3. Black Beauty. (9/10 hearts)
This is one of my top favourite books. I’ve read this book so, so many times but each time I just love it more. There is so much wisdom, and humour, and sweetness in these pages. There is so much about treating animals well, and also a lot of information about life in the 1800s. There are some amazing characters & so many good lessons. I think this book has one of my favourite arguments against drinking/alcohol. There’s so much doctrine in this book, too, just little nuggets every once in a while. It’s a refreshing, relaxing, slow-paced book, perfect for all ages. I highly recommend it. <33
4. The Singing Tree. (9/10 hearts)
Oh, how good this book was. I’m having difficulty writing this review. It was just so beautiful and quaint and old-fashioned and happy and sunshiny… I think “beautiful” just sums it up. It was very funny at times, but mostly it tugged at my heart so much. I loved seeing how the war affected them… You don’t often see books from the German POV instead of the Allied one. It was just an amazing, amazing book. I loved everyone… all the character were so real and strong and noble. The stress it lays upon how horrible war is and how the enemy is really people just like us… The big Russians and the tiny German children… my heart. <33 It is brilliantly well-written, and is just so full of truth and beauty and wisdom. I could ramble on but I’ll just say, it is amazing and beautiful and I ended up teary-eyed at the end. <33 Hands-down one of my top 10 favourite books. (This book IS a part of a series but I didn’t love book 1 as much as I adored book 2 so I’m not going to mention it as my 10 favourite series).
5. Heidi. (8/10 hearts)
Oh, my heart. I love this book so very much. I’ve known it ever since I was a child and I’ve loved it more each time, I think. So much beauty, so much sweetness, so much humour… and a wonderful message. This is an uplifting, encouraging, refreshing book & I fully, completely recommend it. <33
6. Little Lord Fauntleroy. (8/10 hearts)
Oh, how I love this book. <33 It is just so sweet and wholesome and humorous and beautiful. Little Lord Fauntleroy is an absolute sweetheart, and he is NOT too good to be true–I’d love to have a child like him, and I think I could, if I were as careful and loving as Mrs. Errol. (She is another sweetheart. She’s just amazing.) I love the Earl–you can’t help loving the poor old man. And Mr. Havisham is really nice too, and Dick! And Mr. Hobbs and the servants are so funny. The message of the story is very subtle but soooo good. It’s an amazing story for ALL ages and I recommend it so highly! <33
7. Gentle Ben. (8/10 hearts)Oh my heart. I adore this book! And I don’t say that lightly. I really do adore it. The characters are simply amazing. Ellen & Karl are both really great and compliment each other so well, and I love their understated romance. <33 I defy you not to love Clearwater and Kelly, too. Mark himself is a dear, and then, of course, Ben is simply awesome! The friendship between the two is just beautiful. The writing style is excellent; the plot is very well done; the setting is superb. It is a very vibrant, very beautiful, very fascinating book and… really… just simply amazing.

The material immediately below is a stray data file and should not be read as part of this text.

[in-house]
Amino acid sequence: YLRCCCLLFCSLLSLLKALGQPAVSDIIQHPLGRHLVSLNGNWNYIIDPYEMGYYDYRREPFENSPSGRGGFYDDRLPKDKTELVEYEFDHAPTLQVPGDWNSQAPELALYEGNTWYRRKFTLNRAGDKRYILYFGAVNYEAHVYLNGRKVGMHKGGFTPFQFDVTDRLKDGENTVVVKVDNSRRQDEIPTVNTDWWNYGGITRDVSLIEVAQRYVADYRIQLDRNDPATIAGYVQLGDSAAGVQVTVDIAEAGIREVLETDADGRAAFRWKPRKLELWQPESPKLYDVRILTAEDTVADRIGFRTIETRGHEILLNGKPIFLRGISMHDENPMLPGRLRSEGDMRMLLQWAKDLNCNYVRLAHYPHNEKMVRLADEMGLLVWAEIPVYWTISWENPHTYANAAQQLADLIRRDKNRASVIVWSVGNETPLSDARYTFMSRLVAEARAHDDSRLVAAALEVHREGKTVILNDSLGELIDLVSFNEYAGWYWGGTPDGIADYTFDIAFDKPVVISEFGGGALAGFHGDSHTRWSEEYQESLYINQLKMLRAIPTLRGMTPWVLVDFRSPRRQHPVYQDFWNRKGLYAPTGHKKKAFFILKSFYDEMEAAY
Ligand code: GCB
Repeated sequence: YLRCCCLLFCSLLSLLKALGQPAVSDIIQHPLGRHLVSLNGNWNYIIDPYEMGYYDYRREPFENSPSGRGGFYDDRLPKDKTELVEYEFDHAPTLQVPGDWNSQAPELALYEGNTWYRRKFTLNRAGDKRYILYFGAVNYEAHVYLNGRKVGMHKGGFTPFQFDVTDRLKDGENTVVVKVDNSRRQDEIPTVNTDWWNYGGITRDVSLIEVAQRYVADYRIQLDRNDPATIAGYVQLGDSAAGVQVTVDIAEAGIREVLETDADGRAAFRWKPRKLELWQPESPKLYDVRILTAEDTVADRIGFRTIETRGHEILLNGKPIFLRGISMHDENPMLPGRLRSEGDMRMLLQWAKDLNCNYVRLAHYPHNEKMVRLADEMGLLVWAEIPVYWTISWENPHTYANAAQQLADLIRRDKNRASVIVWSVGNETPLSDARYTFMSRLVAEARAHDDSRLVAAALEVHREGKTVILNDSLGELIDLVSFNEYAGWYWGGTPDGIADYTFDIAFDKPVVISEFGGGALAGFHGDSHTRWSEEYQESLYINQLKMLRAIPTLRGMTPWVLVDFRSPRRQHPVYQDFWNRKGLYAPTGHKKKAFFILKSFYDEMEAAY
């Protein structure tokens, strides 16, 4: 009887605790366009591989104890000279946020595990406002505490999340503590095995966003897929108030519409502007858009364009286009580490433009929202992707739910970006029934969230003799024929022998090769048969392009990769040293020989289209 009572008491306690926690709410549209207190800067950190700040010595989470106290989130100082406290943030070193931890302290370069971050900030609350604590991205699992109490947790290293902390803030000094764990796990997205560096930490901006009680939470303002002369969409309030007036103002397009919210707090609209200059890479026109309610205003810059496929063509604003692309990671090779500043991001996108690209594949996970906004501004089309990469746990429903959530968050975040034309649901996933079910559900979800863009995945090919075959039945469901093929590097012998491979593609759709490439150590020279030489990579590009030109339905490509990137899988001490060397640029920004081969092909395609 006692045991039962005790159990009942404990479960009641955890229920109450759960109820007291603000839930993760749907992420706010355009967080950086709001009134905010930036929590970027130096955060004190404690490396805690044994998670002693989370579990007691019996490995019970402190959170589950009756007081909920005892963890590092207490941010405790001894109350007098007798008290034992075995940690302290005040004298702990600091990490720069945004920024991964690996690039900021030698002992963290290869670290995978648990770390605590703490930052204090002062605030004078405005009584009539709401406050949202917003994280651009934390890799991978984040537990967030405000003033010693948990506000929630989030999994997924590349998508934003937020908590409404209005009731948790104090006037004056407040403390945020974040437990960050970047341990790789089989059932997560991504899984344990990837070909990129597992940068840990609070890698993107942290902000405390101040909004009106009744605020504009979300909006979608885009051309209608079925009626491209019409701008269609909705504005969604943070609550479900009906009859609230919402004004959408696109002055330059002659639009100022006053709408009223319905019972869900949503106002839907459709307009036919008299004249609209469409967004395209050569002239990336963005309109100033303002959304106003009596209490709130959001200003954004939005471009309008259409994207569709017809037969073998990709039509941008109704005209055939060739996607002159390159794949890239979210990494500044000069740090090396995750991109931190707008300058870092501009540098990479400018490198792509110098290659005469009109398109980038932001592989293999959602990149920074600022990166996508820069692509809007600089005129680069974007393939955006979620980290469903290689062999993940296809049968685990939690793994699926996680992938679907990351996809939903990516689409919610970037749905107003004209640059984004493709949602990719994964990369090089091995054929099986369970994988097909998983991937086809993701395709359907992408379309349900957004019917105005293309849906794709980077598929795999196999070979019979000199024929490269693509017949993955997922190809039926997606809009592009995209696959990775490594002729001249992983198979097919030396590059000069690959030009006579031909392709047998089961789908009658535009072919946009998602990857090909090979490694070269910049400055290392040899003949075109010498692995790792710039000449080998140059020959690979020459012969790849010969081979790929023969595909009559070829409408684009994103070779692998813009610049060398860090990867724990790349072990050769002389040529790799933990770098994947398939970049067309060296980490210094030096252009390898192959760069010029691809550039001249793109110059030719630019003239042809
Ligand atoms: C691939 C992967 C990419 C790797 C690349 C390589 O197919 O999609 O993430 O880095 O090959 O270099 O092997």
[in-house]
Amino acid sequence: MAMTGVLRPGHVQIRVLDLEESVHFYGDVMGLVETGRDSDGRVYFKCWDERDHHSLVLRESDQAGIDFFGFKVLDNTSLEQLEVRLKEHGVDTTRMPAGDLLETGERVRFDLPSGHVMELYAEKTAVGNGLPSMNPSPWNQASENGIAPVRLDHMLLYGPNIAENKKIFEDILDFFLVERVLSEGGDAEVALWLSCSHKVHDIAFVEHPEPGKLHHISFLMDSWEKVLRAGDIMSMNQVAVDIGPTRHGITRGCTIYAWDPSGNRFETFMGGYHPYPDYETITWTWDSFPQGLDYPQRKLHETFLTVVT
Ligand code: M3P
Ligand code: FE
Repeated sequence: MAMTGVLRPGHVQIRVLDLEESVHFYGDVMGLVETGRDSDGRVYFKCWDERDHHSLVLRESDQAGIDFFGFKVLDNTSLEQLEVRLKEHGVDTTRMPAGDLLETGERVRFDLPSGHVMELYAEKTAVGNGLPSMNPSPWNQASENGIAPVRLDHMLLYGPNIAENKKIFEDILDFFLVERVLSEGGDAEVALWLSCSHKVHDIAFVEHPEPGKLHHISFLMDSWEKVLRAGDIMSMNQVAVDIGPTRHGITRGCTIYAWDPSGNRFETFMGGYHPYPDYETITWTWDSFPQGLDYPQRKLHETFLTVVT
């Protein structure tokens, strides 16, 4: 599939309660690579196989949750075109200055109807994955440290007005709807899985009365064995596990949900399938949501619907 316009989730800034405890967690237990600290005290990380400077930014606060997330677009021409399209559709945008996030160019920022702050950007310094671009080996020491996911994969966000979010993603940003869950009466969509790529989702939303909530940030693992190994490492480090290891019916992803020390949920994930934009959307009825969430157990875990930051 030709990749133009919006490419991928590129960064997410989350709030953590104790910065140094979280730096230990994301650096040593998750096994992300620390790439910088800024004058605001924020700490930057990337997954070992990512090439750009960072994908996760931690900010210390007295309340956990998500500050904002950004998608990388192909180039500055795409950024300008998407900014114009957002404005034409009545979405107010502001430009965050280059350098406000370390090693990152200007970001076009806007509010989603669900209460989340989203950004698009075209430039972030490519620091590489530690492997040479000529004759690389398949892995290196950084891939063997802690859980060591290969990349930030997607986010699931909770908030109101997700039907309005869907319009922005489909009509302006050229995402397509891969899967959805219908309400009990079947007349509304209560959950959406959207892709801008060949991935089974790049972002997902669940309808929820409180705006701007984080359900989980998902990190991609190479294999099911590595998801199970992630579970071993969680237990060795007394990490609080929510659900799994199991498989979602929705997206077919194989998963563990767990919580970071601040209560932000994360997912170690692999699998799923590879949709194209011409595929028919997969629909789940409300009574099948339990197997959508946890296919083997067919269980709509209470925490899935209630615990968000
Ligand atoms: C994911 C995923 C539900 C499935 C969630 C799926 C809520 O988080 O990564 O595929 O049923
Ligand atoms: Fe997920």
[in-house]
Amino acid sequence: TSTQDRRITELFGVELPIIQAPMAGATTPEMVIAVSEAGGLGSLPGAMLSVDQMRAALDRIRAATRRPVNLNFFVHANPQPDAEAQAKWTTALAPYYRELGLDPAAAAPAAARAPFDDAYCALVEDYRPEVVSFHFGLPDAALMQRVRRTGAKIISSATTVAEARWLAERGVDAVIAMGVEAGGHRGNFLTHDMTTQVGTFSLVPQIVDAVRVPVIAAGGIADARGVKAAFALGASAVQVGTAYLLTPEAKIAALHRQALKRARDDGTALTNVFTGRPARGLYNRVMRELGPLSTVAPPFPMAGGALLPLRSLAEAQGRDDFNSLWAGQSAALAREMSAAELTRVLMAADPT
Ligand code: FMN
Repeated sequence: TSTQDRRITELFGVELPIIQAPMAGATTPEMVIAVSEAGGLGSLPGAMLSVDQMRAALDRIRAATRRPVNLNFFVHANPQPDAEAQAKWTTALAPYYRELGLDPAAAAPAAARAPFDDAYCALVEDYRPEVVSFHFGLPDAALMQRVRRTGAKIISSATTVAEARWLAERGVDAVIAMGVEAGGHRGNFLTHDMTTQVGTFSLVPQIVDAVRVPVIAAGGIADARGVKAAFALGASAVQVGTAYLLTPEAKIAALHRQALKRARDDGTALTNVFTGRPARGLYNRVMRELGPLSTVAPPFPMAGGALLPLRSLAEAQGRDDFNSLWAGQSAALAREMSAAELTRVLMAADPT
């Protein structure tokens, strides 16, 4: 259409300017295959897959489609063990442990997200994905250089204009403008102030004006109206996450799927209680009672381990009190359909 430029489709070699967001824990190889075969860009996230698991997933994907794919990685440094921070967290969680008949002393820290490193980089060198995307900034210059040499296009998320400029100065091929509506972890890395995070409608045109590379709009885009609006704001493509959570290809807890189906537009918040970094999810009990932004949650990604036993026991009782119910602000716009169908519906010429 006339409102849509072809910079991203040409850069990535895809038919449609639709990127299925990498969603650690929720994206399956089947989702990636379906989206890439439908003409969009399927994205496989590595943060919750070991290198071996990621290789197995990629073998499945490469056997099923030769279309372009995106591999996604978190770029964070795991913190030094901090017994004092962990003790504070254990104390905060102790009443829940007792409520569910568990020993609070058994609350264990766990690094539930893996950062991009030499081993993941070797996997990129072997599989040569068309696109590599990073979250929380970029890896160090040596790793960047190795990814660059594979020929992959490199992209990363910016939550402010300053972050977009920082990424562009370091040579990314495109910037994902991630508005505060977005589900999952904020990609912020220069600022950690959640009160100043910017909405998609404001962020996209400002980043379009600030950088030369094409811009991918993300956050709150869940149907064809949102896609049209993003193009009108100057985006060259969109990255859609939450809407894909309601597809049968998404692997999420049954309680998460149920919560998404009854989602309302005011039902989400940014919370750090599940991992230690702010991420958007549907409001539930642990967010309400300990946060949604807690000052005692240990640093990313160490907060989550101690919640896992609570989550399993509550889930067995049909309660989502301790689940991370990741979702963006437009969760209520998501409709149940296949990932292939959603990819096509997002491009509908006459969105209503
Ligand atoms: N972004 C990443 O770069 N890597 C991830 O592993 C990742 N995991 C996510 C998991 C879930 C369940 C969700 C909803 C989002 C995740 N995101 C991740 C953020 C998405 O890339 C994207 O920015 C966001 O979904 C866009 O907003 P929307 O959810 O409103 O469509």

8. The Hiding Place.(8/10 hearts)
As a preteen I read this book frequently and was more fascinated than disturbed. As an adult, I chose to reread this book and loved it. It has plenty of excitement. It has also plenty of sly humour. But most of all it tells a glorious lesson: how God could use even the concentration camps of the Nazis to glorify His name. This book is so filled with good lessons; but the greatest is the one of simply loving people, no matter who they are or what they did. It’s a message of forgiveness. I don’t agree with quite everything; and there is some disturbing elements to this story, especially when they get to Ravensbruck. But it is so worth reading, and it leaves you full of joy and hope. I highly recommend this not only as a WWII read but as an inspirational read. Unless edited, I don’t consider it suitable for ages under 18-16, depending on the child & on your personal preference.
9. A Little Princess. (8/10 hearts)
This has always been one of my top favourite books. It is sweet, and heart-warming, and beautiful, and old-fashioned, and simple, and heart-tugging, and satisfying, and well-written, full of wonderful and living characters, with a splendid plot and lovely theme.
But the real charm of this book is this. “It may have happened, it may not have happened: but it COULD have happened.” (Mark Twain). This is essentially a fairy-tale, and satisfies our fairy-tale-loving hearts. But it is also realistic, and satisfies our desire for stories we can identify with and see ourselves in. Sara Crewe, Maria Minchin, Thomas Carrisford, Ralph Crewe, Ram Dass, Becky, Ermengarde, the Carmichaels… they may never have existed. But they COULD have existed. They are REAL. And their story may never have happened, but it MIGHT have.
This is, essentially, a story of the battle between good and evil. Which will win? Which pays off, in the long run? And therein lies its appeal. We all see the battle between good & evil and we long to be reminded that evil cannot win, that good SHALL win eventually, and that evil brings the consequences of its own actions, while good brings rewards.
And so, perhaps, we all need to slip away to an old-time, heart-tugging, faraway London, to a land of attics and sparrows and fogs and mud and beggars and seminaries and kitchens, where poverty & loneliness are intense and comfort is gone, where true friends must be proven and false people be exposed, where evil and good battle once more for predominance–a place that is far away and yet very near, well removed from our own world and yet very close–a world that we still identify with and understand and… know.